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..... How about a pic of the 4 electrode spark plug ? ..... and to Tadge , does the discounting of indexing plugs also apply to drag racing engines ? .....

Last edited by C409; 09-08-2017 at 07:36 AM.
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Old 09-08-2017, 03:42 PM   #6  
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..... How about a pic of the 4 electrode spark plug ? ..... and to Tadge , does the discounting of indexing plugs also apply to drag racing engines ? .....
Yeah I wanted to see a picture of it too.

About drag racing... a friend of mine once worked on a top fuel crew for a few years. He said the ignition systems on those motors are so powerful that the spark plugs don't have a ground electrode -- the spark grounds anywhere and everywhere inside the combustion chamber. In other words, the spark plug creates a lightning storm inside the combustion chamber, much more than just one spark at the center.
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Old 09-08-2017, 04:12 PM   #7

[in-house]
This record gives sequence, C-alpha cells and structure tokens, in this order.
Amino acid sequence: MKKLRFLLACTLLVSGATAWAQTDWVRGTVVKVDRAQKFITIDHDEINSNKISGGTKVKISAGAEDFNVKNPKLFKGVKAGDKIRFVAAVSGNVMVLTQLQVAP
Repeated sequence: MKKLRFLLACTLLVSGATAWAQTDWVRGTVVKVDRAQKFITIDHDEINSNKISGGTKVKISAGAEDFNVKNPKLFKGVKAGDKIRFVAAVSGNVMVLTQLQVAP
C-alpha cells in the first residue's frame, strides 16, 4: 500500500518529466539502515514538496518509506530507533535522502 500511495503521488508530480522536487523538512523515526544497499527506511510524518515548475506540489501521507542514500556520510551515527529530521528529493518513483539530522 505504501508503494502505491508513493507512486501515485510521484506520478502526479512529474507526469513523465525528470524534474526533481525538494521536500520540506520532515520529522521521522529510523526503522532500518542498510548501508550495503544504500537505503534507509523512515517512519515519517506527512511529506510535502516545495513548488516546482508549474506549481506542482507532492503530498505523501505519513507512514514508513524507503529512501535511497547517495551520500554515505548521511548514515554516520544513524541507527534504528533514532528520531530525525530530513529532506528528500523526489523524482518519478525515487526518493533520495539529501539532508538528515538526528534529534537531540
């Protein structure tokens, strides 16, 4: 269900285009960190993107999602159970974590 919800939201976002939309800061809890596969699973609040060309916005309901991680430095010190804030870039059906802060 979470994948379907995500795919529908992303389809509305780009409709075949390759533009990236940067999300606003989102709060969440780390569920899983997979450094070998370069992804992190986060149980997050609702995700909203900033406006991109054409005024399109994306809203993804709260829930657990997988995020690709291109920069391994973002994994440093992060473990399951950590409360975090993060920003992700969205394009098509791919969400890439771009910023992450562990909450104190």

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Quote:
Originally Posted by C409 View Post
..... How about a pic of the 4 electrode spark plug ? ..... and to Tadge , does the discounting of indexing plugs also apply to drag racing engines ? .....
Here is a composite pic of the one in my WWII R2800 cylinder.



TOP: NOS Plug Came in Sealed Package!
Middle: End View Showing 4 Electrodes
Bottom: Plug in Cylinder. Note Threaded Wire Connection From Magneto Visible.

Last edited by JerryU; 09-08-2017 at 04:16 PM.
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Old 09-19-2017, 09:54 PM   #8  
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Some Spark Plugs that we use in our Natural Gas Industrial engines.



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Old 09-20-2017, 07:44 AM   #9  
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Originally Posted by Hillbilly65 View Post
Some Spark Plugs that we use in our Natural Gas Industrial engines.



Interesting. The one on the bottom looks very similar to the one in my ~1940 28 cylinder ~2800 hp Airplane engine!